The Debt-Growth Nexus and Poorer LDCs

Article excerpt

The developing country debt crisis has received considerable attention in recent years. The crisis has set in motion various adverse effects that have hindered economic recovery of many developing nations. The pernicious impact of foreign debt on the growth performance of developing countries has been established through a number of empirical studies [Sachs, Brookings Papers on Economic Activity, 1985; Kaminarides and Nissan, World Development, 1993]. The problem with these studies is that only a unidirectional causal link between indebtedness and growth is investigated. That is, it is assumed greater debt burden leads to slower economic growth. This paper allows for the existence of two-way causality. The rate of growth simultaneously affects and is affected by the level of indebtedness, especially for low-income countries whose growth rates are lower than average. Thus, a Granger causality test is conducted in order to determine whether causation runs in both directions simultaneously.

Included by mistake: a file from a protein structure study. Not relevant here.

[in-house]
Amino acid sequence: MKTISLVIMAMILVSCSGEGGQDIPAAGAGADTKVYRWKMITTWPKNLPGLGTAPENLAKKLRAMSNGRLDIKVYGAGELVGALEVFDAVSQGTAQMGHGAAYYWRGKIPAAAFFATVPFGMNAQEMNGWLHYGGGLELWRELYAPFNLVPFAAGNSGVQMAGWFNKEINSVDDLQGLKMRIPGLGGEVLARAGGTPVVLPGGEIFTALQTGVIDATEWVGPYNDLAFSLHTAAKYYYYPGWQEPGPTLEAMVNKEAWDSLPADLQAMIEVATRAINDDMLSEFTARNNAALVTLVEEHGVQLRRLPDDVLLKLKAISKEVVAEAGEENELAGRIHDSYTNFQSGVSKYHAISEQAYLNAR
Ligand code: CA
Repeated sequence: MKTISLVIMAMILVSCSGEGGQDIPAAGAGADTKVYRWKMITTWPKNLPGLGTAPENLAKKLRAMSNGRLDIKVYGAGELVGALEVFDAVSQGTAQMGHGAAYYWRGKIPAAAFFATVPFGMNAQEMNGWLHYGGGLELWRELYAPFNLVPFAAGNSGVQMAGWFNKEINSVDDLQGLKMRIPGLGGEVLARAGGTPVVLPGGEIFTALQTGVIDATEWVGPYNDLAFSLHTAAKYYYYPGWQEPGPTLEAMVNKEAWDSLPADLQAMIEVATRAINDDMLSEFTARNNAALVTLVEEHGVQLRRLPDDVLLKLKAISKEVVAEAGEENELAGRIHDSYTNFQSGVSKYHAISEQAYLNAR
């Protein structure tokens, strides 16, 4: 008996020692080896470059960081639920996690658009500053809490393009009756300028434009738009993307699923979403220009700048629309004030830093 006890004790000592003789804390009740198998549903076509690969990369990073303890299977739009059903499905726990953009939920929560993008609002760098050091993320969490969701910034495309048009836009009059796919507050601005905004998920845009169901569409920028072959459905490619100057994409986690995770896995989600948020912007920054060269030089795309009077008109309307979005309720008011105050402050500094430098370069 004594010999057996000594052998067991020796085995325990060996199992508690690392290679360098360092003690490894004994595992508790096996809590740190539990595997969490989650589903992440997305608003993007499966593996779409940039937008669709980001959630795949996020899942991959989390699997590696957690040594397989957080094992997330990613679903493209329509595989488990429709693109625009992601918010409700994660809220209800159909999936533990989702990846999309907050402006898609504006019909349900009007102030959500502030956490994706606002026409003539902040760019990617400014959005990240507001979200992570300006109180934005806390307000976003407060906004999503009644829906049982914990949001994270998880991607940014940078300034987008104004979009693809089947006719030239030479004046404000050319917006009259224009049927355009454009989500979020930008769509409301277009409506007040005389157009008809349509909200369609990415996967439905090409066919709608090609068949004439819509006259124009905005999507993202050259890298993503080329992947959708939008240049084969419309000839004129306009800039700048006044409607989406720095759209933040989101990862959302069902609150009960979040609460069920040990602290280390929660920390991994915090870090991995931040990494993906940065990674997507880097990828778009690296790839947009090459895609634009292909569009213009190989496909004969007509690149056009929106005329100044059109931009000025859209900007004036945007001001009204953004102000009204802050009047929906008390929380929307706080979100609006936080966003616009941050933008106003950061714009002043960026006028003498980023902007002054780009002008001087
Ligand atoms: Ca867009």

The Granger causality method [Granger, Econometrica, 1969] is applied to data on 10 severely indebted low-income nations over the 1978-92 period. Data are gathered from the World Bank's World Debt Tables and the United Nation's Yearbook of National Accounts Statistics. The relationship between economic growth and the level of indebtedness (defined as debt as a percentage of GNP) is estimated for each country separately in order to avoid the aggregation biases introduced by differing country experiences. It is worth noting that most studies in this area do not estimate specific country relationships separately. …